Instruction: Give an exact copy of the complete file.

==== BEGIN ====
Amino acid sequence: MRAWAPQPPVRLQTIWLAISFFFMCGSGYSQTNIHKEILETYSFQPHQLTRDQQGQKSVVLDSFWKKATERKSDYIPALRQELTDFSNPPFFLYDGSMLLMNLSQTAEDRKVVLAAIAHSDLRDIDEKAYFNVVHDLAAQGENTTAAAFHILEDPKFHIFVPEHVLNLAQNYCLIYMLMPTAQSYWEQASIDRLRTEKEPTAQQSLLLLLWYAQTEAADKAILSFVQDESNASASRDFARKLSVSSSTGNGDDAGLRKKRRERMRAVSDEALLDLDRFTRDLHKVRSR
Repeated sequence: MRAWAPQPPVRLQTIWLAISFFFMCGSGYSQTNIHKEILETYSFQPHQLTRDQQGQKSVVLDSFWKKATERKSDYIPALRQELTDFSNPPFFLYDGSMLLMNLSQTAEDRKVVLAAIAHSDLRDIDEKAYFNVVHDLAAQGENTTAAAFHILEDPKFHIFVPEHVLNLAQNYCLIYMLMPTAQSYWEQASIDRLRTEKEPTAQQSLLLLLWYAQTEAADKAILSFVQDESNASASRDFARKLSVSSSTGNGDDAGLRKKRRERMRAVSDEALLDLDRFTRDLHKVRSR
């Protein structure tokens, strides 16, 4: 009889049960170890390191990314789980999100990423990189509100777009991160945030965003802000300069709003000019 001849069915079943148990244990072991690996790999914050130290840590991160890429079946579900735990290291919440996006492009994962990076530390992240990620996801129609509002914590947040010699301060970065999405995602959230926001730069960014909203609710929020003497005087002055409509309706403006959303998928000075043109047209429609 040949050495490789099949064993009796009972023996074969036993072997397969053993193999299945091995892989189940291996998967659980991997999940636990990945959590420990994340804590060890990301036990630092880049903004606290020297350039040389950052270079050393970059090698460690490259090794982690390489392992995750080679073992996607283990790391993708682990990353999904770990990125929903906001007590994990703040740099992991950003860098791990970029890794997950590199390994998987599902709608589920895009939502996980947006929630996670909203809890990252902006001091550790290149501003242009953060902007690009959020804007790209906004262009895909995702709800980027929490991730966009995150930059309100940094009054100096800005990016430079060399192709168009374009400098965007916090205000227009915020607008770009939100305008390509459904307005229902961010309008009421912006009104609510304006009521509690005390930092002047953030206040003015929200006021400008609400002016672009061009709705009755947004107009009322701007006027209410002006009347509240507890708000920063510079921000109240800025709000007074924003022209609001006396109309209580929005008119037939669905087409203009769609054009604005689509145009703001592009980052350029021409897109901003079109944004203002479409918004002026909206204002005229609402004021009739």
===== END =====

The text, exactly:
Amino acid sequence: MRAWAPQPPVRLQTIWLAISFFFMCGSGYSQTNIHKEILETYSFQPHQLTRDQQGQKSVVLDSFWKKATERKSDYIPALRQELTDFSNPPFFLYDGSMLLMNLSQTAEDRKVVLAAIAHSDLRDIDEKAYFNVVHDLAAQGENTTAAAFHILEDPKFHIFVPEHVLNLAQNYCLIYMLMPTAQSYWEQASIDRLRTEKEPTAQQSLLLLLWYAQTEAADKAILSFVQDESNASASRDFARKLSVSSSTGNGDDAGLRKKRRERMRAVSDEALLDLDRFTRDLHKVRSR
Repeated sequence: MRAWAPQPPVRLQTIWLAISFFFMCGSGYSQTNIHKEILETYSFQPHQLTRDQQGQKSVVLDSFWKKATERKSDYIPALRQELTDFSNPPFFLYDGSMLLMNLSQTAEDRKVVLAAIAHSDLRDIDEKAYFNVVHDLAAQGENTTAAAFHILEDPKFHIFVPEHVLNLAQNYCLIYMLMPTAQSYWEQASIDRLRTEKEPTAQQSLLLLLWYAQTEAADKAILSFVQDESNASASRDFARKLSVSSSTGNGDDAGLRKKRRERMRAVSDEALLDLDRFTRDLHKVRSR
């Protein structure tokens, strides 16, 4: 009889049960170890390191990314789980999100990423990189509100777009991160945030965003802000300069709003000019 001849069915079943148990244990072991690996790999914050130290840590991160890429079946579900735990290291919440996006492009994962990076530390992240990620996801129609509002914590947040010699301060970065999405995602959230926001730069960014909203609710929020003497005087002055409509309706403006959303998928000075043109047209429609 040949050495490789099949064993009796009972023996074969036993072997397969053993193999299945091995892989189940291996998967659980991997999940636990990945959590420990994340804590060890990301036990630092880049903004606290020297350039040389950052270079050393970059090698460690490259090794982690390489392992995750080679073992996607283990790391993708682990990353999904770990990125929903906001007590994990703040740099992991950003860098791990970029890794997950590199390994998987599902709608589920895009939502996980947006929630996670909203809890990252902006001091550790290149501003242009953060902007690009959020804007790209906004262009895909995702709800980027929490991730966009995150930059309100940094009054100096800005990016430079060399192709168009374009400098965007916090205000227009915020607008770009939100305008390509459904307005229902961010309008009421912006009104609510304006009521509690005390930092002047953030206040003015929200006021400008609400002016672009061009709705009755947004107009009322701007006027209410002006009347509240507890708000920063510079921000109240800025709000007074924003022209609001006396109309209580929005008119037939669905087409203009769609054009604005689509145009703001592009980052350029021409897109901003079109944004203002479409918004002026909206204002005229609402004021009739």